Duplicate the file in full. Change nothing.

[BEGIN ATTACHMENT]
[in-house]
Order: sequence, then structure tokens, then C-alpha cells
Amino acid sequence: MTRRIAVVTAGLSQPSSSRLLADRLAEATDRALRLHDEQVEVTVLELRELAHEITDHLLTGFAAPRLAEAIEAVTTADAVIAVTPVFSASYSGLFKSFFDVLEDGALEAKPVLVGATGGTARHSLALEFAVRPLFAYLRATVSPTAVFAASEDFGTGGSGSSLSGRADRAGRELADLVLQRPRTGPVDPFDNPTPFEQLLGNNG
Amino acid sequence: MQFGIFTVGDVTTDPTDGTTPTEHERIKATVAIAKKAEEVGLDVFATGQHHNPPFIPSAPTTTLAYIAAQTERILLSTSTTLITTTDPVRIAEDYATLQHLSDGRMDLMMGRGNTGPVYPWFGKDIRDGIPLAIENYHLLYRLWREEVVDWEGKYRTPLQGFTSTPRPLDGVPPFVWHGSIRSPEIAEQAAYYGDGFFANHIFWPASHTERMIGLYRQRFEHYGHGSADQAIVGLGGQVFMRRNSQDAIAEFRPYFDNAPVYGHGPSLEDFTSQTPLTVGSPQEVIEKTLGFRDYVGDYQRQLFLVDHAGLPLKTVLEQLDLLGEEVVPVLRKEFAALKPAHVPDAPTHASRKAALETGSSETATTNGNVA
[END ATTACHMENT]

[in-house]
Order: sequence, then structure tokens, then C-alpha cells
Amino acid sequence: MTRRIAVVTAGLSQPSSSRLLADRLAEATDRALRLHDEQVEVTVLELRELAHEITDHLLTGFAAPRLAEAIEAVTTADAVIAVTPVFSASYSGLFKSFFDVLEDGALEAKPVLVGATGGTARHSLALEFAVRPLFAYLRATVSPTAVFAASEDFGTGGSGSSLSGRADRAGRELADLVLQRPRTGPVDPFDNPTPFEQLLGNNG
Amino acid sequence: MQFGIFTVGDVTTDPTDGTTPTEHERIKATVAIAKKAEEVGLDVFATGQHHNPPFIPSAPTTTLAYIAAQTERILLSTSTTLITTTDPVRIAEDYATLQHLSDGRMDLMMGRGNTGPVYPWFGKDIRDGIPLAIENYHLLYRLWREEVVDWEGKYRTPLQGFTSTPRPLDGVPPFVWHGSIRSPEIAEQAAYYGDGFFANHIFWPASHTERMIGLYRQRFEHYGHGSADQAIVGLGGQVFMRRNSQDAIAEFRPYFDNAPVYGHGPSLEDFTSQTPLTVGSPQEVIEKTLGFRDYVGDYQRQLFLVDHAGLPLKTVLEQLDLLGEEVVPVLRKEFAALKPAHVPDAPTHASRKAALETGSSETATTNGNVA